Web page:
BERMAN: Well look, the president went to Poland, too, before he met, you know, with the G20. So the president, you know, is clearly involved in sort of this geographic boxing in as well. It does seem deliberate.
CAMEROTA: General, let's talk about North Korea.
It just seems to get worse and worse. The news just seems to get worse and worse. There's never any glimmer that North Korea is listening, or going to change, or cowed at all by the international community.
Just this weekend, yet another ballistic missile test. What can the U.S. do?
HAYDEN: Alisyn, not much. Our options here are limited.
I think the Trump administration is now beginning to realize that there are some problems out there without real solutions. There are conditions to be managed and their predecessors didn't have to be weak or unintelligent for this problem to continue.
Look, I mean, let me lay out maybe three tracks that we could go down.
One is accepting the North Koreans as a nuclear power. That's not very good. The other is doing something kinetic that could very likely lead to very serious conflict on the Korean Peninsula. That's not good.
So where are you left, Alisyn? You're left where the last three administrations have been -- diplomacy, sanctions, and perhaps bucking up the defenses of ourselves and our friends in the region. That's where we are.
BERMAN: General, can I ask you a question?
Do you think Kim Jong Un and, to a lesser extent, Vladimir Putin and other leaders around the world are watching what's going on the in the United States? Sort of the chaos that has existed in the West Wing over the last week specifically, but longer in some cases and seeing that as something they can take advantage of?
HAYDEN: I think that might apply more to Putin than to Kim Jong Un. I think Putin sees things on a more global scale. He's actually a clever tactician, even though he might have some strategic weaknesses.
For Kim Jong Un, John, I think this is an inevitable logic for the survival of the North Korean regime.
So, Alisyn teed this up by saying they don't seem to pay attention, they don't seem to respond. No, they know what they have to do and I think this course is set. We can moderate it, we can slow it, perhaps we can even cap it, but these guys are going to be a nuclear power.
CAMEROTA: Well, here's what President Trump tweeted about this and I want to get your response.
He says, "I'm very disappointed in China. Our foolish past leaders have allowed them to make hundreds of billions of dollars a year in trade, yet they do nothing for us with North Korea, just talk. We will no longer allow this to continue. China could easily solve this problem." Your response to some of those theories?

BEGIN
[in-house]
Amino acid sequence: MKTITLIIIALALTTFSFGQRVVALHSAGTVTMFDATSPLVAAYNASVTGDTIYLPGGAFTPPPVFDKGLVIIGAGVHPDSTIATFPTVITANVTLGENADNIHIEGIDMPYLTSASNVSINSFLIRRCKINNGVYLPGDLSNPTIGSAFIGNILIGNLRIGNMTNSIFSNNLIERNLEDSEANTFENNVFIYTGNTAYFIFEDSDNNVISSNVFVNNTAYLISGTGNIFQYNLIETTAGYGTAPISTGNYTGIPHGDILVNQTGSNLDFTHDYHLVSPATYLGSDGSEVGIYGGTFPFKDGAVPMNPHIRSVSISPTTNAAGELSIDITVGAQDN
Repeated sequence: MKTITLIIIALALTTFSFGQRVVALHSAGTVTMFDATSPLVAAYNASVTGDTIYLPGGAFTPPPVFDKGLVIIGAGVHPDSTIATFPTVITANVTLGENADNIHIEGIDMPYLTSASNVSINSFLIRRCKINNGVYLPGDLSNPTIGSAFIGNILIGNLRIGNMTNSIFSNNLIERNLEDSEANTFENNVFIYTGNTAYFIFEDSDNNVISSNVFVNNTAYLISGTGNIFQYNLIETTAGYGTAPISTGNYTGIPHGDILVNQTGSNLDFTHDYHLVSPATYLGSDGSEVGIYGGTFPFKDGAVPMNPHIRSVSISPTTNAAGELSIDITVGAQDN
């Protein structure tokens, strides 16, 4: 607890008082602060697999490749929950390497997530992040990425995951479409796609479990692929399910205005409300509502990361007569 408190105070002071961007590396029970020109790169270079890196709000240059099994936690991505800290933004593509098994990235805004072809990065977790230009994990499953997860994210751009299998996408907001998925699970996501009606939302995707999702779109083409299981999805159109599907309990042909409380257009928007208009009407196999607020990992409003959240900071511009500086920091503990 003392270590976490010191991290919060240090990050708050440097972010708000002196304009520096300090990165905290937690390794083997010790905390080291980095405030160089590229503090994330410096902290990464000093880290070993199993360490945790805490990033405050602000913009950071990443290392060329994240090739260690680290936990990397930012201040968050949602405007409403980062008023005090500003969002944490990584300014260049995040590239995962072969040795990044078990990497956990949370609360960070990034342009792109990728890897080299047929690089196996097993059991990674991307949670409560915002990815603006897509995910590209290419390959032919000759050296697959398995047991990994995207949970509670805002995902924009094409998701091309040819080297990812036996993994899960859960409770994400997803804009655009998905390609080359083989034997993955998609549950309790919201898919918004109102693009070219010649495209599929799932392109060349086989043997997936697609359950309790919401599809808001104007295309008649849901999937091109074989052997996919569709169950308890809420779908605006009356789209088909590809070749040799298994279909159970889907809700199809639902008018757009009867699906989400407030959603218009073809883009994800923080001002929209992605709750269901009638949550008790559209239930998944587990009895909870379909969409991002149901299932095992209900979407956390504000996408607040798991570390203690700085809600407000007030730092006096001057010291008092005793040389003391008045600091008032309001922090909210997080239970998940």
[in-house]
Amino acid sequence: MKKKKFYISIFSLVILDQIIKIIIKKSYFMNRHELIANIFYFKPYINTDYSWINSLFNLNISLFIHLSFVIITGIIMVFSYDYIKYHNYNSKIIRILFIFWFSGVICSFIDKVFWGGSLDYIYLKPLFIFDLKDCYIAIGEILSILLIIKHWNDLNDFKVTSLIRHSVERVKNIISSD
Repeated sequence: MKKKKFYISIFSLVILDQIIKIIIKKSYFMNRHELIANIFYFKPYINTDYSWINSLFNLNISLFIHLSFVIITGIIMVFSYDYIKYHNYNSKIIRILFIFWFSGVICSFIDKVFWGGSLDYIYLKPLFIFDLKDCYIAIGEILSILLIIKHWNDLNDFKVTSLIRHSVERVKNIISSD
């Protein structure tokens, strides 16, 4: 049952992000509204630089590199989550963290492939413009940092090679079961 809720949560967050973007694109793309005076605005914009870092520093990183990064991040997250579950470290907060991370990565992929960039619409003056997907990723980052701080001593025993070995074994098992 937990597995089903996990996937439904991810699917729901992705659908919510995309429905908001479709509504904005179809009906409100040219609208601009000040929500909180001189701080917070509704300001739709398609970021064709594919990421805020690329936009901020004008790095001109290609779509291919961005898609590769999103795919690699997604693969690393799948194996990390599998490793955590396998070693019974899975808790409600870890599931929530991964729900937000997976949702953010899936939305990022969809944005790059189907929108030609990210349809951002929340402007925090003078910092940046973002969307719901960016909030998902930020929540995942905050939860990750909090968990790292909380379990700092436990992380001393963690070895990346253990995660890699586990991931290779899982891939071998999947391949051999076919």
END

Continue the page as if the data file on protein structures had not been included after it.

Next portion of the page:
HAYDEN: Yes, a couple of thoughts immediately come to mind, Alisyn.
Number one, there isn't enough chocolate cake at Mar-a-Lago to convince President Xi to fundamentally change the Chinese approach to North Korea. That's baked into the Chinese definition of self- interest.
The other part of the tweet, though, I think is even more interesting, and that's the president beginning to link the Chinese-American commercial relationship --
HAYDEN: -- with Chinese behavior against North Korea. That's a -- that's a big step and we'll see if the president actually carries that out.
CAMEROTA: And would it be a good idea to carry that out and hurt China somehow on trade?
[07:40:04] HAYDEN: Well, I mean, that's the kind of decisions that the National Security Council usually tees up for the president. It's the kind of decision in which there are no easy answers. Do I gain her, but what do I give here?
The China-American relationship is rich and complex and careful decision-making if you want to put this in jeopardy in order to pressure the Chinese to do that, we'll have to see.
CAMEROTA: General Michael Hayden, always great to talk you. Thanks so much.
HAYDEN: Thank you.
CAMEROTA: So, also overseas, deadly protests on the streets in Venezuela after the country's controversial election. What is happening this morning in Venezuela with the violence and where they're headed politically? We have a live report from Caracas, next.
CAMEROTA: Protests on the streets of Venezuela turning deadly after President Nicolas Maduro declares victory. The election outcome drawing sharp condemnation from leaders around the world.